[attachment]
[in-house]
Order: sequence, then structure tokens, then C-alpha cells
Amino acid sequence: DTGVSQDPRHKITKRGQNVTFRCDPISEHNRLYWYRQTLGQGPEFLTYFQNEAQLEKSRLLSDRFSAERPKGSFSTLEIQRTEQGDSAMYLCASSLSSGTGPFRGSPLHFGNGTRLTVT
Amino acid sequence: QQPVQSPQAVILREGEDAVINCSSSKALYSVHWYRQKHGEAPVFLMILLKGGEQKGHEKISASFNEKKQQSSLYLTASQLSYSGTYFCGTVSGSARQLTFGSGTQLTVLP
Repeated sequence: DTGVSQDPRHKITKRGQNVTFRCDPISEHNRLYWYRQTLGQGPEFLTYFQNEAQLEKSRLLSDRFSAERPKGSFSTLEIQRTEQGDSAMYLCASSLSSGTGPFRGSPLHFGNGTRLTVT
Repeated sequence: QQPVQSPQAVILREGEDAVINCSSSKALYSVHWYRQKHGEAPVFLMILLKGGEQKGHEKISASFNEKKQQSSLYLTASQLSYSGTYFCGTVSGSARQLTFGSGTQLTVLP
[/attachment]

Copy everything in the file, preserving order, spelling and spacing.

[in-house]
Order: sequence, then structure tokens, then C-alpha cells
Amino acid sequence: DTGVSQDPRHKITKRGQNVTFRCDPISEHNRLYWYRQTLGQGPEFLTYFQNEAQLEKSRLLSDRFSAERPKGSFSTLEIQRTEQGDSAMYLCASSLSSGTGPFRGSPLHFGNGTRLTVT
Amino acid sequence: QQPVQSPQAVILREGEDAVINCSSSKALYSVHWYRQKHGEAPVFLMILLKGGEQKGHEKISASFNEKKQQSSLYLTASQLSYSGTYFCGTVSGSARQLTFGSGTQLTVLP
Repeated sequence: DTGVSQDPRHKITKRGQNVTFRCDPISEHNRLYWYRQTLGQGPEFLTYFQNEAQLEKSRLLSDRFSAERPKGSFSTLEIQRTEQGDSAMYLCASSLSSGTGPFRGSPLHFGNGTRLTVT
Repeated sequence: QQPVQSPQAVILREGEDAVINCSSSKALYSVHWYRQKHGEAPVFLMILLKGGEQKGHEKISASFNEKKQQSSLYLTASQLSYSGTYFCGTVSGSARQLTFGSGTQLTVLP